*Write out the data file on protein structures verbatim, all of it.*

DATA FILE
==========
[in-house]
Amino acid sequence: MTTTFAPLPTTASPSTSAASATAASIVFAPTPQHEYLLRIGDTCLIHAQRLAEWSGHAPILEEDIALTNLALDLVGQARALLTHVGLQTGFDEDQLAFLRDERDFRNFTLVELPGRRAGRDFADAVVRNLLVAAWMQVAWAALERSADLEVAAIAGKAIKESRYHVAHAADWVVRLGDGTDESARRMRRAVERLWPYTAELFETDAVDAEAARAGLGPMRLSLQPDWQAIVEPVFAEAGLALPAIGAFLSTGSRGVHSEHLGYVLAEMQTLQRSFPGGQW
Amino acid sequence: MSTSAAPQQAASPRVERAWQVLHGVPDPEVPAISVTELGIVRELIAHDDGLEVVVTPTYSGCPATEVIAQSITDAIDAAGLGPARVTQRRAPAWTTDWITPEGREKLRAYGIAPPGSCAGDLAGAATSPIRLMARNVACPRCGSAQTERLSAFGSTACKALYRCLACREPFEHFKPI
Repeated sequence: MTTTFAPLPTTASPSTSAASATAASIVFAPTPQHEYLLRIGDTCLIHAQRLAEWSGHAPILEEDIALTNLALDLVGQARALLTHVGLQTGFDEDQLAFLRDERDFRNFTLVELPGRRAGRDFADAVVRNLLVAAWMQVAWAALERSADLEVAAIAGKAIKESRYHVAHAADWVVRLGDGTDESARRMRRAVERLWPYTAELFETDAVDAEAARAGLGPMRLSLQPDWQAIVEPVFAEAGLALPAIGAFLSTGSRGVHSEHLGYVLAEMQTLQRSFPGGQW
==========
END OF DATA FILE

[in-house]
Amino acid sequence: MTTTFAPLPTTASPSTSAASATAASIVFAPTPQHEYLLRIGDTCLIHAQRLAEWSGHAPILEEDIALTNLALDLVGQARALLTHVGLQTGFDEDQLAFLRDERDFRNFTLVELPGRRAGRDFADAVVRNLLVAAWMQVAWAALERSADLEVAAIAGKAIKESRYHVAHAADWVVRLGDGTDESARRMRRAVERLWPYTAELFETDAVDAEAARAGLGPMRLSLQPDWQAIVEPVFAEAGLALPAIGAFLSTGSRGVHSEHLGYVLAEMQTLQRSFPGGQW
Amino acid sequence: MSTSAAPQQAASPRVERAWQVLHGVPDPEVPAISVTELGIVRELIAHDDGLEVVVTPTYSGCPATEVIAQSITDAIDAAGLGPARVTQRRAPAWTTDWITPEGREKLRAYGIAPPGSCAGDLAGAATSPIRLMARNVACPRCGSAQTERLSAFGSTACKALYRCLACREPFEHFKPI
Repeated sequence: MTTTFAPLPTTASPSTSAASATAASIVFAPTPQHEYLLRIGDTCLIHAQRLAEWSGHAPILEEDIALTNLALDLVGQARALLTHVGLQTGFDEDQLAFLRDERDFRNFTLVELPGRRAGRDFADAVVRNLLVAAWMQVAWAALERSADLEVAAIAGKAIKESRYHVAHAADWVVRLGDGTDESARRMRRAVERLWPYTAELFETDAVDAEAARAGLGPMRLSLQPDWQAIVEPVFAEAGLALPAIGAFLSTGSRGVHSEHLGYVLAEMQTLQRSFPGGQW